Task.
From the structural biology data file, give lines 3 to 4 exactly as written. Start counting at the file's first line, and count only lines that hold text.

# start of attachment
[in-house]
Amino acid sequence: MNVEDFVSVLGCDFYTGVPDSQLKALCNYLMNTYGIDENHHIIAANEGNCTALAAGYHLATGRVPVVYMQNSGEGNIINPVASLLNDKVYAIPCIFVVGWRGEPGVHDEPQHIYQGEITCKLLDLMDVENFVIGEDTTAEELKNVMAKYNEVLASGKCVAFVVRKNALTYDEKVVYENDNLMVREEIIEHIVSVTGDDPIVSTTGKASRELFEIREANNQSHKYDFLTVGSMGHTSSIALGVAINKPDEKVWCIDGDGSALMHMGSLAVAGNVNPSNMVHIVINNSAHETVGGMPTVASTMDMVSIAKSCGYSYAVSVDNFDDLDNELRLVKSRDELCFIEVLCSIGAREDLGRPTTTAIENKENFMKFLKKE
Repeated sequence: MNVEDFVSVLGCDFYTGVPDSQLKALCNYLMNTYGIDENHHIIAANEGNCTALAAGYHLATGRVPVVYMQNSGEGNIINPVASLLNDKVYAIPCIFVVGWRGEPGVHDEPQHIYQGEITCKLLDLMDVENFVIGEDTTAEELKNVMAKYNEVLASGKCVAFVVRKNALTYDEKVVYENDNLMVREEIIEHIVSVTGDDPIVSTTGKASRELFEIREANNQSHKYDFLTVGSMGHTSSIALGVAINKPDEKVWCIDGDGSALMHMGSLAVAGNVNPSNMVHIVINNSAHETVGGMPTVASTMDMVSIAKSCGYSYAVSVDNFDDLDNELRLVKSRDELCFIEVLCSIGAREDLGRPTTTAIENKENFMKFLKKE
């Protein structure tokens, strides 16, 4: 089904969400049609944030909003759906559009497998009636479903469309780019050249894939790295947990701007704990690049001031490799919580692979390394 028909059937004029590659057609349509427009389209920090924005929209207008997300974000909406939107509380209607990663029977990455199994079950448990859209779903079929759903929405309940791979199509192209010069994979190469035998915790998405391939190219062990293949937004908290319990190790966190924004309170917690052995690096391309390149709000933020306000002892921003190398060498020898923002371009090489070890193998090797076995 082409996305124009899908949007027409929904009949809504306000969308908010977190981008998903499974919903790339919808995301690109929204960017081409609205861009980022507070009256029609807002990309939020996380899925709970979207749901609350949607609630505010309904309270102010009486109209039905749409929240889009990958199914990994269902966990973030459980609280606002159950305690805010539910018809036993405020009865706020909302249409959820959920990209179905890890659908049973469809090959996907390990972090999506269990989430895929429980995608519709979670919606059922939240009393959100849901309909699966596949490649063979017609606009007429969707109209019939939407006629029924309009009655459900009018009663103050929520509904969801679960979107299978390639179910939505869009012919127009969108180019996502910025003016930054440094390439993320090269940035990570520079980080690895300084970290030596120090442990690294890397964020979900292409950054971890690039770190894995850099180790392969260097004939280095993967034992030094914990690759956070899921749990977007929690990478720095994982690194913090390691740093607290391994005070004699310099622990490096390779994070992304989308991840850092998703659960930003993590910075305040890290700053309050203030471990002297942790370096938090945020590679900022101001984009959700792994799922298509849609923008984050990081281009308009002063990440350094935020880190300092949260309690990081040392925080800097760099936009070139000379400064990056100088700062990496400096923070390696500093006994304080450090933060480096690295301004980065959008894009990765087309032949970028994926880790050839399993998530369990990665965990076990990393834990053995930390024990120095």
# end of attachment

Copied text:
Repeated sequence: MNVEDFVSVLGCDFYTGVPDSQLKALCNYLMNTYGIDENHHIIAANEGNCTALAAGYHLATGRVPVVYMQNSGEGNIINPVASLLNDKVYAIPCIFVVGWRGEPGVHDEPQHIYQGEITCKLLDLMDVENFVIGEDTTAEELKNVMAKYNEVLASGKCVAFVVRKNALTYDEKVVYENDNLMVREEIIEHIVSVTGDDPIVSTTGKASRELFEIREANNQSHKYDFLTVGSMGHTSSIALGVAINKPDEKVWCIDGDGSALMHMGSLAVAGNVNPSNMVHIVINNSAHETVGGMPTVASTMDMVSIAKSCGYSYAVSVDNFDDLDNELRLVKSRDELCFIEVLCSIGAREDLGRPTTTAIENKENFMKFLKKE
């Protein structure tokens, strides 16, 4: 089904969400049609944030909003759906559009497998009636479903469309780019050249894939790295947990701007704990690049001031490799919580692979390394 028909059937004029590659057609349509427009389209920090924005929209207008997300974000909406939107509380209607990663029977990455199994079950448990859209779903079929759903929405309940791979199509192209010069994979190469035998915790998405391939190219062990293949937004908290319990190790966190924004309170917690052995690096391309390149709000933020306000002892921003190398060498020898923002371009090489070890193998090797076995 082409996305124009899908949007027409929904009949809504306000969308908010977190981008998903499974919903790339919808995301690109929204960017081409609205861009980022507070009256029609807002990309939020996380899925709970979207749901609350949607609630505010309904309270102010009486109209039905749409929240889009990958199914990994269902966990973030459980609280606002159950305690805010539910018809036993405020009865706020909302249409959820959920990209179905890890659908049973469809090959996907390990972090999506269990989430895929429980995608519709979670919606059922939240009393959100849901309909699966596949490649063979017609606009007429969707109209019939939407006629029924309009009655459900009018009663103050929520509904969801679960979107299978390639179910939505869009012919127009969108180019996502910025003016930054440094390439993320090269940035990570520079980080690895300084970290030596120090442990690294890397964020979900292409950054971890690039770190894995850099180790392969260097004939280095993967034992030094914990690759956070899921749990977007929690990478720095994982690194913090390691740093607290391994005070004699310099622990490096390779994070992304989308991840850092998703659960930003993590910075305040890290700053309050203030471990002297942790370096938090945020590679900022101001984009959700792994799922298509849609923008984050990081281009308009002063990440350094935020880190300092949260309690990081040392925080800097760099936009070139000379400064990056100088700062990496400096923070390696500093006994304080450090933060480096690295301004980065959008894009990765087309032949970028994926880790050839399993998530369990990665965990076990990393834990053995930390024990120095």